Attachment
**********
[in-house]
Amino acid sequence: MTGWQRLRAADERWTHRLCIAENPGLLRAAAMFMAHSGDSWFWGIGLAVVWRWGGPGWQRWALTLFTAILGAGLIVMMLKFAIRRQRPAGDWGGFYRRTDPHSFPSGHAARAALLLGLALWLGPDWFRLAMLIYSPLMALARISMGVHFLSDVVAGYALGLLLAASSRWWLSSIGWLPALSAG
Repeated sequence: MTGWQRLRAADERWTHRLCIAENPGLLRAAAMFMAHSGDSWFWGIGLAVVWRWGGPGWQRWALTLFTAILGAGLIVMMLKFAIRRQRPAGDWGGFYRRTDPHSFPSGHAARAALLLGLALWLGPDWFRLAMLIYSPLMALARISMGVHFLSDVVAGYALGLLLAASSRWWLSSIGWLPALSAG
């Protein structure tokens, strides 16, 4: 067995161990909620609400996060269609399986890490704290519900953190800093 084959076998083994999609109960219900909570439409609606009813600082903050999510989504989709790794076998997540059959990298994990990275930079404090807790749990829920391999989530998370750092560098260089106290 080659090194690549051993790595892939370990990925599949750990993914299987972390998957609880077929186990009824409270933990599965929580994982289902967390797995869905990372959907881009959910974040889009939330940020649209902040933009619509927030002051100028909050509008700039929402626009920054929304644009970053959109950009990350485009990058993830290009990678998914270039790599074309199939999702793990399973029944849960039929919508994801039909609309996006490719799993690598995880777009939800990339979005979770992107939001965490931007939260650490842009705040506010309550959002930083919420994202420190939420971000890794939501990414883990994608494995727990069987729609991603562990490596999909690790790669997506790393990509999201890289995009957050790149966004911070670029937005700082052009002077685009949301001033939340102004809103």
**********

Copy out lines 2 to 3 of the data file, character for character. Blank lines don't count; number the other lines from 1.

Amino acid sequence: MTGWQRLRAADERWTHRLCIAENPGLLRAAAMFMAHSGDSWFWGIGLAVVWRWGGPGWQRWALTLFTAILGAGLIVMMLKFAIRRQRPAGDWGGFYRRTDPHSFPSGHAARAALLLGLALWLGPDWFRLAMLIYSPLMALARISMGVHFLSDVVAGYALGLLLAASSRWWLSSIGWLPALSAG
Repeated sequence: MTGWQRLRAADERWTHRLCIAENPGLLRAAAMFMAHSGDSWFWGIGLAVVWRWGGPGWQRWALTLFTAILGAGLIVMMLKFAIRRQRPAGDWGGFYRRTDPHSFPSGHAARAALLLGLALWLGPDWFRLAMLIYSPLMALARISMGVHFLSDVVAGYALGLLLAASSRWWLSSIGWLPALSAG